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The Public Papers of the Presidents contain most of the President's public messages, statements, speeches, and news conference remarks. Documents such as Proclamations, Executive Orders, and similar documents that are published in the Federal Register and the Code of Federal Regulations, as required by law, are usually not included for the presidencies of Herbert Hoover through Gerald Ford (1929-1977), but are included beginning with the administration of Jimmy Carter (1977). The documents within the Public Papers are arranged in chronological order. The President delivered the remarks or addresses from Washington, D. C., unless otherwise indicated. The White House in Washington issued statements, messages, and letters unless noted otherwise. (Public Papers of the Presidents of the United States. Washington, D.C.: United States Government Printing Office, various dates.


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Randomly Generated Public Paper from Today's Date in History
John F. Kennedy: 1961-63
Proclamation 3533—United Nations Day, 1963
April 20th, 1963

By the President of the United States of America
A Proclamation

Whereas the United Nations symbolizes man's eternal quest for enduring peace with justice, and provides us with our most promising means for achieving that high purpose; and

Whereas the United Nations has, on numerous occasions during its brief life, clearly and forcefully demonstrated its value as a vital diplomatic forum in times of international crises; and

Whereas the United Nations, through its participation in programs for social and economic development, has provided significant material assistance and leadership throughout the world in efforts to raise standards of life; and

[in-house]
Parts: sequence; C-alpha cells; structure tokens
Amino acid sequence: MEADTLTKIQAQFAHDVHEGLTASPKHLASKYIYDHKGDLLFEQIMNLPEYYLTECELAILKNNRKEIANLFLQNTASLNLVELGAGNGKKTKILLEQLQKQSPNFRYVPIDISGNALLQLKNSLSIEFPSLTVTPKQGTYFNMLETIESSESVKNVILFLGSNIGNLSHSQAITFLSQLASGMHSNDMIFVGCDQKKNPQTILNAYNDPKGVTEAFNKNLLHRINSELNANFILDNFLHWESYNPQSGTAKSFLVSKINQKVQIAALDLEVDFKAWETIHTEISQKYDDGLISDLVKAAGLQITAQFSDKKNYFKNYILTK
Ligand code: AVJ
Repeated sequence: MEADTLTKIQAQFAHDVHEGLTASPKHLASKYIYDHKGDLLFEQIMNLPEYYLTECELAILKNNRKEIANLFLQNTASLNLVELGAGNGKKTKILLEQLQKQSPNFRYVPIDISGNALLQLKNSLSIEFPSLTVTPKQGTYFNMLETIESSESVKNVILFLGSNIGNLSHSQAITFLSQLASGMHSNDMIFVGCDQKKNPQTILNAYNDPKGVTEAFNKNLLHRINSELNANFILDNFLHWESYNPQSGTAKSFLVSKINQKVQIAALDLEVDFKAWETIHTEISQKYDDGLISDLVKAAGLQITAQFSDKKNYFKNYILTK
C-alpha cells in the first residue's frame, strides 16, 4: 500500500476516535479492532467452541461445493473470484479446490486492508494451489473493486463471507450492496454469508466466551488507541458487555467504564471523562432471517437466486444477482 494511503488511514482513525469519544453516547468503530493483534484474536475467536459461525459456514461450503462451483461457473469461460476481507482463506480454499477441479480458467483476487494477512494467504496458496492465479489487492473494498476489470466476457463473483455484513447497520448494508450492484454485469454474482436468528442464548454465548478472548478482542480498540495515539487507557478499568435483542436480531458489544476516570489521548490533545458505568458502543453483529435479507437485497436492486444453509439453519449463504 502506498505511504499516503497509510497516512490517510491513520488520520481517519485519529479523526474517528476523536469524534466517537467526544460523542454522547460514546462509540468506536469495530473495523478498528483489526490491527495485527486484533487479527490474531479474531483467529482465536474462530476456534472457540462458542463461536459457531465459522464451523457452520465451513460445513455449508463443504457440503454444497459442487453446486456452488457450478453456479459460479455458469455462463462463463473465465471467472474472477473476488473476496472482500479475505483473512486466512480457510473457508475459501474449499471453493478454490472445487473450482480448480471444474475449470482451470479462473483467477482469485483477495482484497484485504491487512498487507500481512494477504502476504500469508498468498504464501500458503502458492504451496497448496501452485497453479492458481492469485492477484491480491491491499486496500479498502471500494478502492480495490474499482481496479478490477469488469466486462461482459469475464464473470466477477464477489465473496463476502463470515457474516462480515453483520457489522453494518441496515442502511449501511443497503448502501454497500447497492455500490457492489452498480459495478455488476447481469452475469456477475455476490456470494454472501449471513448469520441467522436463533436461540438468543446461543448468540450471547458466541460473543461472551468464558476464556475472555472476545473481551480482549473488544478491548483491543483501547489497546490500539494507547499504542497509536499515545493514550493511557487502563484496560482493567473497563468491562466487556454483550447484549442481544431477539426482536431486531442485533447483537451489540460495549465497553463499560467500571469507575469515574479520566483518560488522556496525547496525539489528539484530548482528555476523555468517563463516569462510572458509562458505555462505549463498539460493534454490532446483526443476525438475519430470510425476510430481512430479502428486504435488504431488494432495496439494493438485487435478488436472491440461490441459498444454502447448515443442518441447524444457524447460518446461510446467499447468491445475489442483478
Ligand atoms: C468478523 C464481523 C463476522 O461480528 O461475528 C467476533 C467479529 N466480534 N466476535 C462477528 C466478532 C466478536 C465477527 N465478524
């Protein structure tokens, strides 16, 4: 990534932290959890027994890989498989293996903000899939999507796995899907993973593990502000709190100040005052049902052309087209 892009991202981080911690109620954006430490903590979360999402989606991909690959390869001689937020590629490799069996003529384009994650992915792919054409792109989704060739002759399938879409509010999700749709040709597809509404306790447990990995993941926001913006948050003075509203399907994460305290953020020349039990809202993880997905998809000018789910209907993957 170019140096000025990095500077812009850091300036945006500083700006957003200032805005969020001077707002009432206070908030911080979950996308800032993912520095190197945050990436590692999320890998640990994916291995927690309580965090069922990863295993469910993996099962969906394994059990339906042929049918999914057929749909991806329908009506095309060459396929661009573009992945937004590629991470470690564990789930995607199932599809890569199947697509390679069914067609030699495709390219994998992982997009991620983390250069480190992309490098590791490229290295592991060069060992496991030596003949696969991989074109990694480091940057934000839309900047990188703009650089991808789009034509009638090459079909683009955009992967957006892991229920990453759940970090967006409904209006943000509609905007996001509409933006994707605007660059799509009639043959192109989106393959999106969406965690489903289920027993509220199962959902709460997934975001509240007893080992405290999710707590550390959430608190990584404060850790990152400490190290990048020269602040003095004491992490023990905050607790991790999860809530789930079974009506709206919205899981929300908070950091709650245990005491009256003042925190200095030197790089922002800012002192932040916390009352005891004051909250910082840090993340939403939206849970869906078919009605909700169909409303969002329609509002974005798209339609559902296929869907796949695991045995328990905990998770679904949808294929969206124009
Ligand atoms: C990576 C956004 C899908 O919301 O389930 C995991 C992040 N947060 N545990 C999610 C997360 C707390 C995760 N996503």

Whereas the United Nations actively sponsors and advances the cause of human rights; and

Whereas the United Nations serves the interests of this Nation by promoting humanitarian principles which we share; and

Whereas citizens of the United States should recognize the aims and accomplishments of the United Nations; and

Whereas the General Assembly of the United Nations has resolved that October twenty-fourth, the anniversary of the coming into force of the United Nations Charter, should be dedicated each year to making known the purposes, principles, and accomplishments of the United Nations

Now, Therefore, I, John F. Kennedy, President of the United States of America, do hereby urge the citizens of this Nation to observe Thursday, October 24, 1963, as United Nations Day by means of community programs which will demonstrate their faith in the United Nations and contribute to a better understanding of its aims, problems, and accomplishments.

I also call upon the officials of the Federal and State Governments and upon local officials to encourage citizen groups and agencies of the press, radio, television, and motion pictures, to engage in appropriate observance of United Nations Day throughout the land in cooperation with the United States Committee for the United Nations and other organizations.

In Witness Whereof, I have hereunto set my hand and caused the Seal of the United States of America to be affixed.

DONE at the City of Washington this twentieth day of April in the year of our Lord Nineteen hundred and sixty-three, and of the Independence of the United States of America the one hundred and eighty-seventh.


JOHN F. KENNEDY

By the President:
DEAN RUSK,
Secretary of State

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